What does workers' comp pay?
What Does Workers’ Comp Pay?

If you’ve been seriously injured in a workplace accident, the last thing you want to be concerned about is how you’re going to pay your bills.

Workers’ compensation benefits are designed to cover a portion of your lost wages in the event a workplace accident has rendered you unable to perform your regular work duties. But what does workers’ comp pay? And is it enough to pay your bills?

If you are unable to work for 21 days or less, you won’t get paid for the first seven days of lost wages. You should receive your first check within 21 days of reporting your injury, assuming that you have been placed on either a “no work” or “light duty” work status and are losing wages.

If you are on a “no work” status, these payments are paid at your compensation rate (CR); If you are on light duty restrictions and are losing wages, your payments are calculated by a formula determined by your Average Weekly Wage (AWW). Read more

Workers' comp vs. disability...what's the difference?
Workers’ Comp vs. Disability: What’s the Difference?

If you are suffering from a workplace injury or occupational disease, it can be hard to know what to do next.

Conflicting information from your co-workers, your employer, and the internet can quickly leave you feeling overwhelmed and confused.

Will I be able to return to work? What if I’m permanently disabled? How will I pay my bills?”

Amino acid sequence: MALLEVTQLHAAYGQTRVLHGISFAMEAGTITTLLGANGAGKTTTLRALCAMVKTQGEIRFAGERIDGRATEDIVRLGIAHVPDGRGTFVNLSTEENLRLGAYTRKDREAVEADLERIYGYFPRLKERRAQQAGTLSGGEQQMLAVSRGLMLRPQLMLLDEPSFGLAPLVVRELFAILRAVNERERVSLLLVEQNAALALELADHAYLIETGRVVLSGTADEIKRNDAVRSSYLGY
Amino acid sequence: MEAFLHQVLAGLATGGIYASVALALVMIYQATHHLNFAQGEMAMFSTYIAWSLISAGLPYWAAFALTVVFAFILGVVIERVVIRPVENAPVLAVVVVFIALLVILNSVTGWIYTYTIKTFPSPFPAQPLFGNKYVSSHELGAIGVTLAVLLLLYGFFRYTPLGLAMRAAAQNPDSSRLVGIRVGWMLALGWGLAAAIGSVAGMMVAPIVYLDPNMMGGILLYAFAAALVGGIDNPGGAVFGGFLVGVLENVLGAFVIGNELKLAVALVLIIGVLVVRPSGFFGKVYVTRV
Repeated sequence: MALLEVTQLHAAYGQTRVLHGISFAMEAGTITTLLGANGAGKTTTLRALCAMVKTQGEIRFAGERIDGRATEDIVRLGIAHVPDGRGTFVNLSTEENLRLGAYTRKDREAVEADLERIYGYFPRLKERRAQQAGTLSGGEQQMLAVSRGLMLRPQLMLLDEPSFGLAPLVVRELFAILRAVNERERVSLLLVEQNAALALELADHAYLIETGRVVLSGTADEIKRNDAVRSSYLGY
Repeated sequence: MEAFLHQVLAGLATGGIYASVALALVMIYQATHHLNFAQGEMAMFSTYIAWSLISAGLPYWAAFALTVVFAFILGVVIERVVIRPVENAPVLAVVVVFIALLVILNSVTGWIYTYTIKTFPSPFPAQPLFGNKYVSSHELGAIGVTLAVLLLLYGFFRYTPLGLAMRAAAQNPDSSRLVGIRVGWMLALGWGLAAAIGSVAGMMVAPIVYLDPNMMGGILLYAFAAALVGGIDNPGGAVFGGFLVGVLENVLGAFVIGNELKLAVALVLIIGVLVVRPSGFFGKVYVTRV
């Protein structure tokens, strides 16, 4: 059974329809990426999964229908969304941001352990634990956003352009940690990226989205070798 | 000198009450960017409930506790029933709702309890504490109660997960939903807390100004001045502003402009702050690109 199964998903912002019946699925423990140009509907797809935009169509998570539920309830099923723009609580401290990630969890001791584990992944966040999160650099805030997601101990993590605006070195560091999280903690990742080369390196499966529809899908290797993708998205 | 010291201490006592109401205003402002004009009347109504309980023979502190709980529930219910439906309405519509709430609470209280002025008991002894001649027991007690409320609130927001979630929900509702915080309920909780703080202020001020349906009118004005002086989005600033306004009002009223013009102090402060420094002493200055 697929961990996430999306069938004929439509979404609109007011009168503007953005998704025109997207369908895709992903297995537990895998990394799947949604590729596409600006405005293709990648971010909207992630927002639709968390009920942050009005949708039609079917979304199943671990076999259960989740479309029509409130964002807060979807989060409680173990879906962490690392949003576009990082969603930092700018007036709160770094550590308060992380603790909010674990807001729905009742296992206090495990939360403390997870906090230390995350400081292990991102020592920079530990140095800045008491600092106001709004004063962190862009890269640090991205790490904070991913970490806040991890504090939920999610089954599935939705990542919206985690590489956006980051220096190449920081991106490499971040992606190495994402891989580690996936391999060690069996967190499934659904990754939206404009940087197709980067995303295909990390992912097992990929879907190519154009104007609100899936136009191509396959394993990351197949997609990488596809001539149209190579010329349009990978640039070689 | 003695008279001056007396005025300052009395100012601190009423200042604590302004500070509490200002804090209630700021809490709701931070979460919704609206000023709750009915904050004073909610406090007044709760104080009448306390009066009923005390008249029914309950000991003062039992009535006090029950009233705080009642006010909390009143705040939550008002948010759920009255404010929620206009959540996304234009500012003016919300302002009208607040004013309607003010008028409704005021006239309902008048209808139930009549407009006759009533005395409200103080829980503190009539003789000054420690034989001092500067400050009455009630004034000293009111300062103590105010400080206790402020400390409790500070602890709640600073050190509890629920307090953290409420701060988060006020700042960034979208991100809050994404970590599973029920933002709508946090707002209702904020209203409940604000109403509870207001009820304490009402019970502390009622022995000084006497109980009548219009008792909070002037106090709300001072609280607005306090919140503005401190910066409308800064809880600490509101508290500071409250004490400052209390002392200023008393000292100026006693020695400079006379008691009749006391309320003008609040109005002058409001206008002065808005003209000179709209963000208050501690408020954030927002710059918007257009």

As it turns out, there is a difference between workers’ compensation and disability benefits and you don’t always qualify for both. Let Brian D. Tadros untangle the differences in workers’ comp vs. disability.

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Workers’ compensation attorneys deliver both kinds of value

In the world of workers’ compensation cases, value is an important word. There is value in your case in terms of what you are entitled to under Florida workers’ compensation laws.

That is dollars-and-cents value.

But there is another kind of value in having a competent attorney that will ensure you get the monetary value you’re entitled to; give you the peace of mind that comes from knowing you have an advocate in your corner; and has not only researched and understood your case — but ensures you understand it as well. That kind of value goes beyond just money.

You’re educated on your rights in regard to your particular situation, empowering you as you proceed with your case. This empowerment is even more important during a vulnerable time, when you may have a serious or life-altering injury. Read more

Can't return to work after an injury? Here's what to expect.
Can’t Return to Work After An Injury? What To Expect

If you’ve filed a workers’ comp claim, it can be difficult to know what to do next. Especially if you have been told that you can’t return to work after an injury or illness.

In workers’ compensation cases, everything rests on the opinion of your medical provider. Whether or not you receive any benefits all depends on whether the doctor says you can return to work and, if so, what restrictions you have.

Workers’ Comp Doctors

There are three types of doctors you might see after a workers’ comp claim: an authorized treating physician (selected by the insurance company), either party’s one-time expert (an independent medical examiner), and a court-appointed expert known as an expert medical advisor. Read more